West Africa leaders vow to wage 'total war' on Boko Haram

West Africa leaders vow to wage 'total war' on Boko Haram
French President Francois Hollande (C) poses for a familly photo with (LtoR) Britain's Foreign Secretary William Hague, Niger's President Mahamadou Issoufou, Chad's President Idriss Deby, Nigerian President Goodluck Jonathan, Cameroon's President Paul Biya, Benin's President Thomas Yayi Boni, European Council President Herman Van Rompuy and U.S. Undersecretary of State for Political Affairs Wendy Sherman during a meeting at the Elysee Palace in Paris, May 17, 2014.

PARIS - West African leaders on Saturday agreed to work together to wage "total war" on Boko Haram saying the Nigerian Islamist group had become a regional al Qaeda that threatened all of them.

Nigeria's neighbours Chad, Cameroon, Niger and Benin, and Western officials, met in Paris to flesh out a plan enabling them for the first time to share intelligence, coordinate action and monitor borders.

Although Boko Haram has been fighting for five years, carrying out bombings and attacks on civilians and the security forces, the kidnapping last month of more than 200 girls from a school in the northeast has focused world attention on them.

"Boko Haram is no longer a local terrorist group, it is operating clearly as an al Qaeda operation, it is an al Qaeda of West Africa," Nigerian President Goodluck Jonathan told a news conference in Paris following the meeting.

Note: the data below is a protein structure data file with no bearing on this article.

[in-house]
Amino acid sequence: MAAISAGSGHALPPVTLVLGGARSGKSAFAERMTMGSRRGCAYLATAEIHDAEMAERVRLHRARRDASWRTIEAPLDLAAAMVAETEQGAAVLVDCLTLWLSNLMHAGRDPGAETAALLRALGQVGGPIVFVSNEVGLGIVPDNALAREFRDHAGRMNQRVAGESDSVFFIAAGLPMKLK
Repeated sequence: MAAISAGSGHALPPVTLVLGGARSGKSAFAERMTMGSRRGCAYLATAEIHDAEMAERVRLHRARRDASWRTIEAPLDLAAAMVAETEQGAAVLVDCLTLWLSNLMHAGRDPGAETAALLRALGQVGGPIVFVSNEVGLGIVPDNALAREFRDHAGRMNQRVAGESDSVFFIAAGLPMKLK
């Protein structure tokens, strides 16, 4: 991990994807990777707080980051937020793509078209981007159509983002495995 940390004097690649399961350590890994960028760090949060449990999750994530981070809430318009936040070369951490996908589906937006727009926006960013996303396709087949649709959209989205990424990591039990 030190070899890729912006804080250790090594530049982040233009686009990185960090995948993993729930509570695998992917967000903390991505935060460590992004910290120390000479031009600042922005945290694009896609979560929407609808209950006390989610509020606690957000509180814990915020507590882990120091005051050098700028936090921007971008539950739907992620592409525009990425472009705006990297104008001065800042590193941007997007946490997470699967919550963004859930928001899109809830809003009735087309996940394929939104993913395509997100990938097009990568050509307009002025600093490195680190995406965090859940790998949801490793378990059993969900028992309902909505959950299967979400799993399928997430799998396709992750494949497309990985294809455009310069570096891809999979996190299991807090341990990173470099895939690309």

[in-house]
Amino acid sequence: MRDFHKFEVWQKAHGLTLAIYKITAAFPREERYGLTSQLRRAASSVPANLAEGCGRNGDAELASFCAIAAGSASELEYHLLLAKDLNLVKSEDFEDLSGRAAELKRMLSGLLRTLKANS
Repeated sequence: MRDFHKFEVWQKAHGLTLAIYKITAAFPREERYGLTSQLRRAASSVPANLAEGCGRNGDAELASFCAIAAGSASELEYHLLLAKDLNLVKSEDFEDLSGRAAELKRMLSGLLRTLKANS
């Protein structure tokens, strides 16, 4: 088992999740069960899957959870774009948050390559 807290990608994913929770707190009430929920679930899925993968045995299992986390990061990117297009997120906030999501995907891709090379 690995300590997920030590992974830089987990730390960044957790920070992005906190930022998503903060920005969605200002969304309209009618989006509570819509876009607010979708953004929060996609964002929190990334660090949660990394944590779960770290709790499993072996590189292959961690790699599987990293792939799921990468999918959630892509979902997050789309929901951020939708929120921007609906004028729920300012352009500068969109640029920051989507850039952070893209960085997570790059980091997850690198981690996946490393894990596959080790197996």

"We have shown our commitment for a regional approach. Without West African countries coming together we will not be able to crush these terrorists," he said.

Outrage over the mass abduction has prompted Nigerian President Goodluck Jonathan - criticised at home and abroad for his government's slow response - to accept US, British and French intelligence help in the hunt for the girls.

British Foreign Minister William Hague, speaking before the start of a meeting, said the Nigerian military was not organised in a way to deal effectively with the group, and offered military advisers to help structure them.

"There is determination to tackle this situation head on ... to launch a war, a total war on Boko Haram," Chad's President Idriss Deby said.

The countries agreed to launch coordinated patrols and rescue operations, share intelligence, put in place a mechanism to prevent weapons' smuggling and monitor borders.

Intelligence services and army heads would also meet soon to come up with a region-wide strategy to fight terrorism.

"The threat is serious and dangerous for the region, Africa and Europe," French President Francois Hollande said, although no concrete operational measures were announced.

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